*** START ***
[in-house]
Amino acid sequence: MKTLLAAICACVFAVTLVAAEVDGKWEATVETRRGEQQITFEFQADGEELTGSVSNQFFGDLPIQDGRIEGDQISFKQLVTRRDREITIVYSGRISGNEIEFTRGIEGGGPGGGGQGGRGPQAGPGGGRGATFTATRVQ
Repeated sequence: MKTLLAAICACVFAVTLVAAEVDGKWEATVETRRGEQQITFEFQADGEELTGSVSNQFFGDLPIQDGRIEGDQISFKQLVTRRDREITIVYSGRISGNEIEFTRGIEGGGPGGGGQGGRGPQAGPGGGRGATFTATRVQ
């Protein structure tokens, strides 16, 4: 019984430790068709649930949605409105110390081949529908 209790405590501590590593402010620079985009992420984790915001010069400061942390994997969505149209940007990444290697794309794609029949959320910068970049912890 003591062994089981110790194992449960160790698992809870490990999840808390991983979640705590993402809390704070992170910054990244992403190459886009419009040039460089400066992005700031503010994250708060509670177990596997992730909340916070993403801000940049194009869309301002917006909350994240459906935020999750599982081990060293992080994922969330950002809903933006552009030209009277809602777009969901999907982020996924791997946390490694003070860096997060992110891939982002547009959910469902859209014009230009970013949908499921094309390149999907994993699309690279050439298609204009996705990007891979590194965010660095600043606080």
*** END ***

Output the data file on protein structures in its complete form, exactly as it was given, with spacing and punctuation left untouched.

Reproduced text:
[in-house]
Amino acid sequence: MKTLLAAICACVFAVTLVAAEVDGKWEATVETRRGEQQITFEFQADGEELTGSVSNQFFGDLPIQDGRIEGDQISFKQLVTRRDREITIVYSGRISGNEIEFTRGIEGGGPGGGGQGGRGPQAGPGGGRGATFTATRVQ
Repeated sequence: MKTLLAAICACVFAVTLVAAEVDGKWEATVETRRGEQQITFEFQADGEELTGSVSNQFFGDLPIQDGRIEGDQISFKQLVTRRDREITIVYSGRISGNEIEFTRGIEGGGPGGGGQGGRGPQAGPGGGRGATFTATRVQ
């Protein structure tokens, strides 16, 4: 019984430790068709649930949605409105110390081949529908 209790405590501590590593402010620079985009992420984790915001010069400061942390994997969505149209940007990444290697794309794609029949959320910068970049912890 003591062994089981110790194992449960160790698992809870490990999840808390991983979640705590993402809390704070992170910054990244992403190459886009419009040039460089400066992005700031503010994250708060509670177990596997992730909340916070993403801000940049194009869309301002917006909350994240459906935020999750599982081990060293992080994922969330950002809903933006552009030209009277809602777009969901999907982020996924791997946390490694003070860096997060992110891939982002547009959910469902859209014009230009970013949908499921094309390149999907994993699309690279050439298609204009996705990007891979590194965010660095600043606080």